The Trump administration is imposing sanctions on members of Venezuela's Supreme Court following a series of rulings that the US says has usurped power from the nation's opposition-controlled congress and sparked a deadly wave of unrest.
"We just want respect for our sovereignty, we want respect for our independence, we want to be free and we want the support of the Caribbean for our sovereignty", Head of Mission Francisco Manuel Perez Santana told journalists at a news conference at the embassy in Hastings, Christ Church.
"From this moment we are not going to permit any more violent or terroristic acts", said Jose Morantes Torres, commander of a regional defense force overseeing operations.
The 32-judge Supreme Court has aided President Maduro in his consolidation of control by dissolving the democratically elected National Assembly and allowing the president to rule by executive authority. In February, the USA announced it was freezing the assets of Vice President Tareck El Aissami, accusing him of playing a major role in worldwide drug trafficking.
The high court is dominated by loyalists of President Nicolas Maduro.
A day before Guerrero's death, the chief prosecutor had put the death toll at 42 for protests that erupted after the Supreme Court moved to dissolve the opposition-controlled congress in late March.
Venezuelan Foreign Minister Delcy Rodriguez decried the USA sanctions on Twitter as "outrageous and unacceptable".
Venezuela has been rocked by protests as people take to the streets to protest the Maduro regime's power grab.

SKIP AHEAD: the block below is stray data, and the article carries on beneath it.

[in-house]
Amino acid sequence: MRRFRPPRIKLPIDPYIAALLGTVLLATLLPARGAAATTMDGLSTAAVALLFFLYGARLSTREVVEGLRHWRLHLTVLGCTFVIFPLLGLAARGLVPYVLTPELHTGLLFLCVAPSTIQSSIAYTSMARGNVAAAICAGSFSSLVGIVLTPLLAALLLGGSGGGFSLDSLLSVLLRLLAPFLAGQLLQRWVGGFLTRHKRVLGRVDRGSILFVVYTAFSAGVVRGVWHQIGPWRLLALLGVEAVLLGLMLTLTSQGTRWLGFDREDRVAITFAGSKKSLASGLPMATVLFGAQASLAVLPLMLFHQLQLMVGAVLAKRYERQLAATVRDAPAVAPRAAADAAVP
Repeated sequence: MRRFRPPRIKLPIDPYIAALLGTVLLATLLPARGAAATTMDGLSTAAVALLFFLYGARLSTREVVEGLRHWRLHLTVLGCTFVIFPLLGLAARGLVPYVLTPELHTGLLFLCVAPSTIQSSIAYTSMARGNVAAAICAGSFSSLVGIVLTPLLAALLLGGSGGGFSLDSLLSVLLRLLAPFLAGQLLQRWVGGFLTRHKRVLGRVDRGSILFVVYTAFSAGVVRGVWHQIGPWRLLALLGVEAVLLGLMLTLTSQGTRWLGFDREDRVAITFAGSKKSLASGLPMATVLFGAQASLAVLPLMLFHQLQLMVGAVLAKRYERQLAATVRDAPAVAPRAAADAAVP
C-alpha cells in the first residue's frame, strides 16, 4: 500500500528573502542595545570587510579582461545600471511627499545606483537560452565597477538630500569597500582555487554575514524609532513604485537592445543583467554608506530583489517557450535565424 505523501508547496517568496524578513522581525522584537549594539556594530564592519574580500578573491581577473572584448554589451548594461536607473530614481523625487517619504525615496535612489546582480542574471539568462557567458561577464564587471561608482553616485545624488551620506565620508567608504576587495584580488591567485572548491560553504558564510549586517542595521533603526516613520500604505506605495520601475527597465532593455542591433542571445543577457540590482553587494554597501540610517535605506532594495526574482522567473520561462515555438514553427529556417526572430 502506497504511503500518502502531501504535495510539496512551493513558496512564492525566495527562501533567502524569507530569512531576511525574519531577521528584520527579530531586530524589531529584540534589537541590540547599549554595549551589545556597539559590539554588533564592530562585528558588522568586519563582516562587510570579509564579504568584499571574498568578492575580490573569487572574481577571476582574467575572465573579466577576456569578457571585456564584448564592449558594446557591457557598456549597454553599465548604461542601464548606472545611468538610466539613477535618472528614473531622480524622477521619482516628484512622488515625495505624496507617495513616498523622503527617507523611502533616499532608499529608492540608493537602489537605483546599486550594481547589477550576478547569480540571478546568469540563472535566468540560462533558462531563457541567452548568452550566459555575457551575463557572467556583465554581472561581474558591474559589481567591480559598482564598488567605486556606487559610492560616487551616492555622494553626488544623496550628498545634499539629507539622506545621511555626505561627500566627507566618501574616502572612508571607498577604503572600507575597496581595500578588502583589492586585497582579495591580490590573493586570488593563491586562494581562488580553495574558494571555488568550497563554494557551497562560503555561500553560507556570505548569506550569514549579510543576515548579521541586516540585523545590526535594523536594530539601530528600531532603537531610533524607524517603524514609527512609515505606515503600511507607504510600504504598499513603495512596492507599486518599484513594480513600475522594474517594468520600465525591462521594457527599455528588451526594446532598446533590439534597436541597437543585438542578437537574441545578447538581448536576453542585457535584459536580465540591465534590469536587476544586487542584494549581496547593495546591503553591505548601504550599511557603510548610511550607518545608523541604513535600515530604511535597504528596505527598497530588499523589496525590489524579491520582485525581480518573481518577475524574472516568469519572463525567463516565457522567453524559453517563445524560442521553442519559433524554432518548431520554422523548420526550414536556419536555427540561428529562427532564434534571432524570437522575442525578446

"In the recent past they had discussions about the two countries and the president [gave] the reasons why things are happening in Venezuela and the Honourable Freundel Stuart heard what he was saying", Perez said.
"It is not tolerable that these individuals, after they destroyed the country, and are responsible for the chaos that Venezuela is experiencing, seek to exonerate themselves", he said. One was the approval of Maduro's budget and his appointment of two government sympathizers to the National Electoral Council, decisions that are supposed to require National Assembly approval.
Moreno, while not directly involved in those decisions, has defended them and from the bench also upheld a almost 14-year sentence for opposition leader Leopoldo Lopez a day after Trump called for his release at a White House meeting with Lopez's wife.
The new sanctions come as Maduro is facing increasing worldwide pressure to hold elections.
The UN Security Council turned its attention to the growing crisis in Venezuela for the first time on Wednesday, May 17, as the U.S. warned of the consequences of "serious instability" in the country. The Washington-based Organization of American States is holding a rare foreign ministers council session on the troubled South American nation later this month.
Maduro is pushing to resolve the crisis by convening a special assembly to rewrite the nation's constitution.
President Nicolas Maduro has accused the opposition of inciting violence by calling people on to the streets.